Elon Musk’s tunnel-digging Boring Company has another project on its plate, despite having only run small-scale demonstrations to date. This time, it’s a planned tunnel and transit system to Dodger Stadium in Los Angeles, but it’ll ultimately have limited capabilities, if it ever comes to fruition.
Musk launched the Boring Company a couple years back, as part of an effort to alleviate soul-sucking traffic. Over time, it’s developed from a vague idea to build tunnels into a vague new-age public transit concept.
The company said on Wednesday that it wants to build a tunnel from the area of East Hollywood to Dodger Stadium, with a trip time of four minutes, at a cost of about $1. But the limits of the system—at least with respect to reducing congestion—were evident by the proposal offered by the company.
For one thing, capacity in the 3.6-mile tunnel would be limited to 1,400 passengers, as ArsTechnica points out (emphasis ours):
Although The Boring Company claims that this tunnel could alleviate traffic to Dodger Stadium during games and concerts, the tunnel will only be one-way, so the company will have to stage many of the eight- to 16-person electric skates that run through the tunnel before a game or it will have to pause outbound trips to bring more electric skates to the western terminal. The Boring Company says it would be able to transport about 1,400 people per game, pre-selling tickets for trips at an arranged time. “Based on City and community feedback, it could be possible to increase ridership per game to 2,800 per game or event,” The Boring Company writes. For context, Dodger Stadium’s capacity is 56,000.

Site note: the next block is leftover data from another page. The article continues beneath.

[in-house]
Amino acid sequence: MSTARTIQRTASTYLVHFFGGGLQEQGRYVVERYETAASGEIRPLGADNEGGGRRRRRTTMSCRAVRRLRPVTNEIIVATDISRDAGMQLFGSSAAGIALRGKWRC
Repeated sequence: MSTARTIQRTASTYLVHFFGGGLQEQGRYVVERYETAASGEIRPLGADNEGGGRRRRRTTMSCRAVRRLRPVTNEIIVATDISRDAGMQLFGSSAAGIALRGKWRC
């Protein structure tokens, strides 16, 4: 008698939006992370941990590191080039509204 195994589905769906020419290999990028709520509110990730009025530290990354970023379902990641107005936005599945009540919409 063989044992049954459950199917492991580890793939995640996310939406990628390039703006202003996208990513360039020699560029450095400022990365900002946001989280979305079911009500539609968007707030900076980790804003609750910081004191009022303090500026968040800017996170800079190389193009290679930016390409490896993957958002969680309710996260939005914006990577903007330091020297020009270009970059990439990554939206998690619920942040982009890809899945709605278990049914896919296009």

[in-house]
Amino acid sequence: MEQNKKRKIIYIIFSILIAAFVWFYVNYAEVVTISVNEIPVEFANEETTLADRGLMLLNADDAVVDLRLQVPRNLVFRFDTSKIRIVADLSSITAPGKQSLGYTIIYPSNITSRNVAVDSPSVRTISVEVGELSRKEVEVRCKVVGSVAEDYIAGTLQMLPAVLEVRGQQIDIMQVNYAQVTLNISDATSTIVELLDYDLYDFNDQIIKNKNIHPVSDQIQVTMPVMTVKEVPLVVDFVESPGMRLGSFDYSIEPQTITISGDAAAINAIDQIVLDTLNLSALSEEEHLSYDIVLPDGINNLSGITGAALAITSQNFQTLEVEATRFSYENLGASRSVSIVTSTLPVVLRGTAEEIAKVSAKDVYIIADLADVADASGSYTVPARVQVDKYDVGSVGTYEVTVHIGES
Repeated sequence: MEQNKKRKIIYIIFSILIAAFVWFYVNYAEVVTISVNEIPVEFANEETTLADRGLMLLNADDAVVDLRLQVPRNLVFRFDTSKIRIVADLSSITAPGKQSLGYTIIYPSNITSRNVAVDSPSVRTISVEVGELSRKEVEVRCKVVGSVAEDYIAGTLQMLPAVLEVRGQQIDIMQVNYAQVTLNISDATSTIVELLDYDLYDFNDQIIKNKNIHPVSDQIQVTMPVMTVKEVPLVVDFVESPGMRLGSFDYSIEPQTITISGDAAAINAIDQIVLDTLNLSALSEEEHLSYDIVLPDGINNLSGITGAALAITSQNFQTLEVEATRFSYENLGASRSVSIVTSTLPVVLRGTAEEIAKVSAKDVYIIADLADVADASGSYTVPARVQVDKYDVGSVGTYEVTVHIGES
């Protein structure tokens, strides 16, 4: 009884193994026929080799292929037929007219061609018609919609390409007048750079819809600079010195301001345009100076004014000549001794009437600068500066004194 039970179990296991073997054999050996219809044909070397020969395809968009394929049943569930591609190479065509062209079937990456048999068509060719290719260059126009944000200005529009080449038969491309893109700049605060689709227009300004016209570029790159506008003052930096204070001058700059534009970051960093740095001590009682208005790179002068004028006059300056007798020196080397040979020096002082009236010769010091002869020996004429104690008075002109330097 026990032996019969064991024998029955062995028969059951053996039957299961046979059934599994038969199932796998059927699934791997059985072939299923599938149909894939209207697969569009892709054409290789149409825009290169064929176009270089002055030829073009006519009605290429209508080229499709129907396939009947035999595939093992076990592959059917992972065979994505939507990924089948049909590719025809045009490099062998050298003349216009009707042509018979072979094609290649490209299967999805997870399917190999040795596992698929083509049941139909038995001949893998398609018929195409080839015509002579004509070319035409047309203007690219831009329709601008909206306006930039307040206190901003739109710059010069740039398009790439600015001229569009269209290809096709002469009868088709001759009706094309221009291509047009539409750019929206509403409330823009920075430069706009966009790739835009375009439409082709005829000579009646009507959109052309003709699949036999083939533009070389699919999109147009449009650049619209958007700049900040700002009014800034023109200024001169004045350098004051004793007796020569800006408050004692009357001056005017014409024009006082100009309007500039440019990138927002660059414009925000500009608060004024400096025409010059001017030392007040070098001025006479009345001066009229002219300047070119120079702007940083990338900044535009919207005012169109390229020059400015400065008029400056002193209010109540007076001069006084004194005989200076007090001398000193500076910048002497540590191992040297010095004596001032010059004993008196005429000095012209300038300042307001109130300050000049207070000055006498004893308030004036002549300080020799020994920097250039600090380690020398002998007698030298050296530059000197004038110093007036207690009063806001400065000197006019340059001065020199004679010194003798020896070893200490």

The proposal already netted support from L.A. Mayor Eric Garcetti, an avid proponent of Musk’s ideas in the past. That might not sit well with residents who’re looking for new ways around town that don’t involve idling in traffic.
A spokesperson for the Boring Company didn’t immediately respond to a request for comment on these criticisms.
The Boring Company’s also working on a so-called Loop project in Chicago, and it expects to bear the entire cost of that effort. The new addition to Boring’s plate comes as Musk himself is dealing with a fracas sparked by his insatiable appetite to tweet.
ArsTechnica reports the company’s working on an environmental impact report, something mandated by the city. If you’re interested in learning more about what might happen with the project, a meeting at Dodger Stadium will be held Aug. 28 from 6:15-9 p.m.